SDRC Executive Committee Nominees

There are 10 nominees in total. Please use the link underneath the nominees to cast your vote. You can rank order as many or as few nominees as you wish. Voters/members should vote by numbering the candidates in the order of their preference.

There are three people to be elected:

  • One for Psychology and Humanities
  • One for Social and Population
  • One open, from any category.

The election will be conducted by the Single Transferable Vote.

The first candidate elected will fill the open vacancy.

The second candidate elected will fill the Psychology and Humanities or Social and Population vacancies.  If the second candidate elected is not standing in those categories, the count will continue until someone standing in one of those categories is elected.

The third candidate elected will fill the category not filled by the second elected candidate. If the third candidate elected is not standing in that categories, the count will continue until someone standing in that category is elected.

Clinical, health and applied practice

  1. Tiffany Stewart

Clinical, Health and Applied Practice representative

 

I am applying to join the executive committee as I feel it would be of interest to me and beneficial to my career development. 

I have worked in clinical research for over ten years, completing an MSc by research in Clinical Brain Sciences at UoE in 2013 and have worked in Dementia research since 2015.  I have also worked as a clinical trials monitor for NHS Tayside in 2014, giving me experience of research governance and sponsorship.

I have worked directly with patients/participants as a study coordinator on a range of commercial and non-commercial trials and have been involved in the set-up and management of highly complex Alzheimer’s disease trials.

I work well in a team setting and independently and like to be involved in debate and discussion in relation to research ideas and development.

Psychology and Humanities

 

  1. Donald Lyall

Psychology and Humanities representative

I am an early career lecturer who studies genetic contributions to dementia and brain ageing, using cognitive and imaging data. I am deputy lead for SINAPSE Psychology, and my staff page including publications is here: https://www.gla.ac.uk/researchinstitutes/healthwellbeing/staff/donaldlyall/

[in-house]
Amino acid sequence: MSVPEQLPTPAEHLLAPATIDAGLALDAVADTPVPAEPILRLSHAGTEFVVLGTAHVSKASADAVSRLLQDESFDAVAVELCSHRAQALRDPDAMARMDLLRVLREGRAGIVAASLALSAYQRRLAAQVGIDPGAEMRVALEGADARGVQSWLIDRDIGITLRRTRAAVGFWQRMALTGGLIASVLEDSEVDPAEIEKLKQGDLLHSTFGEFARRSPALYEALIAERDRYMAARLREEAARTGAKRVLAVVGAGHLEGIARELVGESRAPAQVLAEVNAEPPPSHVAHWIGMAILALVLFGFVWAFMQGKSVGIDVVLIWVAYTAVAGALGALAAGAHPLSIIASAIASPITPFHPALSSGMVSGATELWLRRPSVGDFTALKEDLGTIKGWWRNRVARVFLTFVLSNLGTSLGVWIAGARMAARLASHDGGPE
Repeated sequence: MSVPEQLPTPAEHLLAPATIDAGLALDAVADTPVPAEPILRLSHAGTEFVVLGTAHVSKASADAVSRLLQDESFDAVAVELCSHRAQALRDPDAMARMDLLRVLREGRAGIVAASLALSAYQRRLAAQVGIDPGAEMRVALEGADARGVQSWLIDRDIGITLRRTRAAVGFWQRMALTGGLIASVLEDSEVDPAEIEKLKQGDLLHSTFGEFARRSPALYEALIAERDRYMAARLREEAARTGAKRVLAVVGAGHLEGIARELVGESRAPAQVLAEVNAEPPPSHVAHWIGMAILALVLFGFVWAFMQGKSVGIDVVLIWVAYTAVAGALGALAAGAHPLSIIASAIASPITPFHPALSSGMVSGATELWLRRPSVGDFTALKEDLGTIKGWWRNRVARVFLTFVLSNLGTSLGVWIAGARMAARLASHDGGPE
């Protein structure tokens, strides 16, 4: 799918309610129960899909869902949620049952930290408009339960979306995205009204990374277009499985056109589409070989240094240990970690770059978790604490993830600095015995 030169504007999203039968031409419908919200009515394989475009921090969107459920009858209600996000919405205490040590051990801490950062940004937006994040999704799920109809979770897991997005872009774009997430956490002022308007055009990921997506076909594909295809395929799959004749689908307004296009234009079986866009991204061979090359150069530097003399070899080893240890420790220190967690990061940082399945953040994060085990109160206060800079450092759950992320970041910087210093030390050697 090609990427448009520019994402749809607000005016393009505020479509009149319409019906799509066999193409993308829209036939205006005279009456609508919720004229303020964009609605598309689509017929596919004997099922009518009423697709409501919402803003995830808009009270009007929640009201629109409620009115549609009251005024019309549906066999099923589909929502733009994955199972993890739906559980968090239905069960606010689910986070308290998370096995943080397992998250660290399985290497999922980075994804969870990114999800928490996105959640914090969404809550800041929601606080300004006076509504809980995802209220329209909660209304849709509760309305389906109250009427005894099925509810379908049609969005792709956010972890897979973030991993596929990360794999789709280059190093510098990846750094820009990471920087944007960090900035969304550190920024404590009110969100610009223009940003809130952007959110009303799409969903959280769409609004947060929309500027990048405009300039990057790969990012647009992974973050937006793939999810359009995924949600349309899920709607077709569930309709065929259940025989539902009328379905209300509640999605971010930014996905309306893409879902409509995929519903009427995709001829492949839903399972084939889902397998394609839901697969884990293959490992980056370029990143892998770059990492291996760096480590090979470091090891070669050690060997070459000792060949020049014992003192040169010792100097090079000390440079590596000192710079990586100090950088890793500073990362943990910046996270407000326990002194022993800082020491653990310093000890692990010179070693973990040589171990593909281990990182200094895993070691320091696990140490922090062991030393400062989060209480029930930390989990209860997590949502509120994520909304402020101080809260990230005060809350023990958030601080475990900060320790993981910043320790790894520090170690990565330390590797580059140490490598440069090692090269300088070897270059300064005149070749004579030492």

I am keen to become more involved in the Scottish dementia research community, including helping to organise events (e.g. http://www.sinapse.ac.uk/events/2nd-sinapse-psychology-meeting), facilitate public engagement (https://pintofscience.co.uk/event/who-wants-to-live-forever) and share techniques (e.g. Mendelian randomization).

  1. Maggie Ellis

Psychology and Humanities representative

I am applying to sit on the SDRC Executive Committee for two main reasons. Firstly, I wish to improve my knowledge of dementia research in terms of interdisciplinarity and in so doing, expand my network. Secondly, I believe I can bring a fresh perspective to the Committee in terms of my background in psychology.   

As a lecturer in psychology at the University of St Andrews, my research interests lie in the psychology of dementia where cognitive and social perspectives meet, with a focus on the communication difficulties experienced by people with dementia and those who care for them. I am particularly interested in the interplay between the cognitive and social impact of dementia on personhood and the self of individuals with dementia. I am committed to carrying out high quality research, applying a range of mixed methods to real world problems.

My main research aim is to help close the theory-practice gap in dementia care by translating potentially life-changing research findings for individuals who work on the front line of dementia care using innovative and engaging methods. An example of this approach is represented by my development of a novel non-verbal communication technique called ‘Adaptive Interaction’. The intervention facilitates interaction between individuals with very advanced dementia and their caregivers and as such affords re-entry to the social world to a largely excluded population. This ground-breaking work is internationally recognised both by the research and care communities and is reshaping attitudes towards the communicative potential of individuals with advanced dementia.

 

  1. Louise Ritchie

Psychology and Humanities representative